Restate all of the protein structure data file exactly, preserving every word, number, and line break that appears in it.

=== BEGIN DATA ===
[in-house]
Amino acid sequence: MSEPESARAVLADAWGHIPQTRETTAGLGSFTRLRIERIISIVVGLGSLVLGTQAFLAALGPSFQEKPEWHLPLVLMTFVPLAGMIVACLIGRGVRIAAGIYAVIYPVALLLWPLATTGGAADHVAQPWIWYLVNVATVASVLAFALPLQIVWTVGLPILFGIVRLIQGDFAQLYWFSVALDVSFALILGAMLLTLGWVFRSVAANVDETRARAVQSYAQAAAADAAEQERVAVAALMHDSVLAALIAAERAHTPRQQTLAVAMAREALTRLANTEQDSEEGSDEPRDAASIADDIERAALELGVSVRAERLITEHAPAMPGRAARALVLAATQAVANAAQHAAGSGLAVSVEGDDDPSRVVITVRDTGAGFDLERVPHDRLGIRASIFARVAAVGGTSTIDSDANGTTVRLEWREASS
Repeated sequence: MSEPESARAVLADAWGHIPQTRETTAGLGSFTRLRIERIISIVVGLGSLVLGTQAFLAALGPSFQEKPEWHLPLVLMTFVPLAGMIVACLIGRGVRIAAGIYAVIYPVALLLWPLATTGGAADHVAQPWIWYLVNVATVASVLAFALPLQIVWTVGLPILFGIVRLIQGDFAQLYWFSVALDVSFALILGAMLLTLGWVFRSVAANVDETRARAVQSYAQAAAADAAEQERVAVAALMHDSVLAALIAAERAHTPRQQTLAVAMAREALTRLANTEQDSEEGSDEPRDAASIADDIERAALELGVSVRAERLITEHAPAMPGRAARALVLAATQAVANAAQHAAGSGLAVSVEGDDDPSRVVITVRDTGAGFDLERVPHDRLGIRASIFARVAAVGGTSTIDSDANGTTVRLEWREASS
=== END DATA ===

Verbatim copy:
[in-house]
Amino acid sequence: MSEPESARAVLADAWGHIPQTRETTAGLGSFTRLRIERIISIVVGLGSLVLGTQAFLAALGPSFQEKPEWHLPLVLMTFVPLAGMIVACLIGRGVRIAAGIYAVIYPVALLLWPLATTGGAADHVAQPWIWYLVNVATVASVLAFALPLQIVWTVGLPILFGIVRLIQGDFAQLYWFSVALDVSFALILGAMLLTLGWVFRSVAANVDETRARAVQSYAQAAAADAAEQERVAVAALMHDSVLAALIAAERAHTPRQQTLAVAMAREALTRLANTEQDSEEGSDEPRDAASIADDIERAALELGVSVRAERLITEHAPAMPGRAARALVLAATQAVANAAQHAAGSGLAVSVEGDDDPSRVVITVRDTGAGFDLERVPHDRLGIRASIFARVAAVGGTSTIDSDANGTTVRLEWREASS
Repeated sequence: MSEPESARAVLADAWGHIPQTRETTAGLGSFTRLRIERIISIVVGLGSLVLGTQAFLAALGPSFQEKPEWHLPLVLMTFVPLAGMIVACLIGRGVRIAAGIYAVIYPVALLLWPLATTGGAADHVAQPWIWYLVNVATVASVLAFALPLQIVWTVGLPILFGIVRLIQGDFAQLYWFSVALDVSFALILGAMLLTLGWVFRSVAANVDETRARAVQSYAQAAAADAAEQERVAVAALMHDSVLAALIAAERAHTPRQQTLAVAMAREALTRLANTEQDSEEGSDEPRDAASIADDIERAALELGVSVRAERLITEHAPAMPGRAARALVLAATQAVANAAQHAAGSGLAVSVEGDDDPSRVVITVRDTGAGFDLERVPHDRLGIRASIFARVAAVGGTSTIDSDANGTTVRLEWREASS